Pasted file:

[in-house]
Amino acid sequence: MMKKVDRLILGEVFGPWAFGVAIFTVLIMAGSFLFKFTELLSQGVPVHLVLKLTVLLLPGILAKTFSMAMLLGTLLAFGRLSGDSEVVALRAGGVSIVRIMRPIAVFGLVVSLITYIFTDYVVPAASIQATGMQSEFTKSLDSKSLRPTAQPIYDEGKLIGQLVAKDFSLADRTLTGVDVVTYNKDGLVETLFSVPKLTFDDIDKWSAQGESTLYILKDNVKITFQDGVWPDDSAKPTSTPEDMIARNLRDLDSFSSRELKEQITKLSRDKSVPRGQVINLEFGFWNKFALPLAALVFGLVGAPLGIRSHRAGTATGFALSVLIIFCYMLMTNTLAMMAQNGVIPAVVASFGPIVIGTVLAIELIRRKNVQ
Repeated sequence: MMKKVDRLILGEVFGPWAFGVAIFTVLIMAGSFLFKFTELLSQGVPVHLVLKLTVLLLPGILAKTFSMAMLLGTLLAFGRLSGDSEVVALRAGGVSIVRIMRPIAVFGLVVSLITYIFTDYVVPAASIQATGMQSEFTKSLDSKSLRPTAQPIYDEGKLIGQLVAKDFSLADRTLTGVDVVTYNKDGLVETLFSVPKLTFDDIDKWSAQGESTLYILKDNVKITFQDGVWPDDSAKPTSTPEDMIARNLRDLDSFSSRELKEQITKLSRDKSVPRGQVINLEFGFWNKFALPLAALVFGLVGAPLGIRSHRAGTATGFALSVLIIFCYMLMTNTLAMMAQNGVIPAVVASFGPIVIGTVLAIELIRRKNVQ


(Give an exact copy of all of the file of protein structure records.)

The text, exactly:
[in-house]
Amino acid sequence: MMKKVDRLILGEVFGPWAFGVAIFTVLIMAGSFLFKFTELLSQGVPVHLVLKLTVLLLPGILAKTFSMAMLLGTLLAFGRLSGDSEVVALRAGGVSIVRIMRPIAVFGLVVSLITYIFTDYVVPAASIQATGMQSEFTKSLDSKSLRPTAQPIYDEGKLIGQLVAKDFSLADRTLTGVDVVTYNKDGLVETLFSVPKLTFDDIDKWSAQGESTLYILKDNVKITFQDGVWPDDSAKPTSTPEDMIARNLRDLDSFSSRELKEQITKLSRDKSVPRGQVINLEFGFWNKFALPLAALVFGLVGAPLGIRSHRAGTATGFALSVLIIFCYMLMTNTLAMMAQNGVIPAVVASFGPIVIGTVLAIELIRRKNVQ
Repeated sequence: MMKKVDRLILGEVFGPWAFGVAIFTVLIMAGSFLFKFTELLSQGVPVHLVLKLTVLLLPGILAKTFSMAMLLGTLLAFGRLSGDSEVVALRAGGVSIVRIMRPIAVFGLVVSLITYIFTDYVVPAASIQATGMQSEFTKSLDSKSLRPTAQPIYDEGKLIGQLVAKDFSLADRTLTGVDVVTYNKDGLVETLFSVPKLTFDDIDKWSAQGESTLYILKDNVKITFQDGVWPDDSAKPTSTPEDMIARNLRDLDSFSSRELKEQITKLSRDKSVPRGQVINLEFGFWNKFALPLAALVFGLVGAPLGIRSHRAGTATGFALSVLIIFCYMLMTNTLAMMAQNGVIPAVVASFGPIVIGTVLAIELIRRKNVQ